Sexual harassment comes in many forms. When your employer, boss, or supervisor expects you to go out on a date, have a sexual relationship, or perform some other favor in exchange for a promotion or a raise, it is known as quid pro quo harassment. Quid pro quo is a Latin term that means “this for that,” or “something for something.”
In California, quid pro quo harassment is specifically outlawed by the state’s Fair Employment and Housing Act (FEHA). Under Title 2 CCR section 7287.6 (D), both job applicants and current employees are protected from unwanted sexual advances which condition an employment benefit upon an exchange of sexual favors. If a person is expected to submit to unwanted sexual advances or is asked to perform favors in order to receive a better position, a raise, or other benefits, the employer can be liable for damages under California law.
This type of harassment can be blatant or subtle. While some employers may make outright requests, other may expect an employee to put up with unwanted touching, like an arm around the shoulder or an inappropriate caress.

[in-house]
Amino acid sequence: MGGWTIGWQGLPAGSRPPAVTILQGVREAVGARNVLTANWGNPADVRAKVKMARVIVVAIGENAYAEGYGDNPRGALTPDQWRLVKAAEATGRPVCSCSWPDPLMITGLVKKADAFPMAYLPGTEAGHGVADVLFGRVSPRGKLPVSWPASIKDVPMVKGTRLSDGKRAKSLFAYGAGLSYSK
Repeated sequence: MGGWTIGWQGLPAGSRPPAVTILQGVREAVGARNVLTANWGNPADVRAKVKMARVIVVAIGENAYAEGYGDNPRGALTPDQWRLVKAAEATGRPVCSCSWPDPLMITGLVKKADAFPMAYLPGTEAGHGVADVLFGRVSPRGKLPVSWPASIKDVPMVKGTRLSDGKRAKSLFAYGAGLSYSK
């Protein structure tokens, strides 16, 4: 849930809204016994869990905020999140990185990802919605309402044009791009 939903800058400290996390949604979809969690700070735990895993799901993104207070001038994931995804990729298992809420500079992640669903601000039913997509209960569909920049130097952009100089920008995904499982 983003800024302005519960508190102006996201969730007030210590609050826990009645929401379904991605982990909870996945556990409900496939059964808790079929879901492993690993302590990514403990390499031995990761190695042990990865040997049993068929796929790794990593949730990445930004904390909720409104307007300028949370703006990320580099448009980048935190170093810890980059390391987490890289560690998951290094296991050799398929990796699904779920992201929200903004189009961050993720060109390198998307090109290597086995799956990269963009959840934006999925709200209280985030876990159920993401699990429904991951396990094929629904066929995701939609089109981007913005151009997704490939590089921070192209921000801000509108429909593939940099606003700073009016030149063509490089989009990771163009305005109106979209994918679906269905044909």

For quid pro quo harassment to be illegal, the employee does not have to actually submit to the employer’s demands. Even making such a request a single time can create a hostile work environment for the employee and is legally actionable. If the person was employed or seeking employment, was harassed by a supervisor, manager, or other person working on behalf of the employer, and it was clear that some job benefit was conditioned on submitted to unwanted sexual advances, then that person may file a lawsuit.
If a person is a victim of quid pro quo sexual harassment, he or she can receive damages in the form of compensation, including payments for lost earnings or profits, and compensation for physical pain or mental suffering caused by the employer. The company can also be liable for punitive damages if the harassment was severe or pervasive throughout the company. Finally, the employee can be reinstated if he or she was terminated for refusing to comply with the unwanted sexual advances.
Victims of sexual harassment should be aware that it is illegal for an employer to fire a person for filing a sexual harassment lawsuit against the company, even if he or she does not win the lawsuit. Any actions taking in retaliation for the suit are also illegal and can be actionable in court.
If you were a victim of sexual harassment, you have important rights to protect. Call Labor Law Office, APC to learn more about your legal options and to speak with a professional sexual harassment lawyer in Fresno.
Sacramento, CA 95821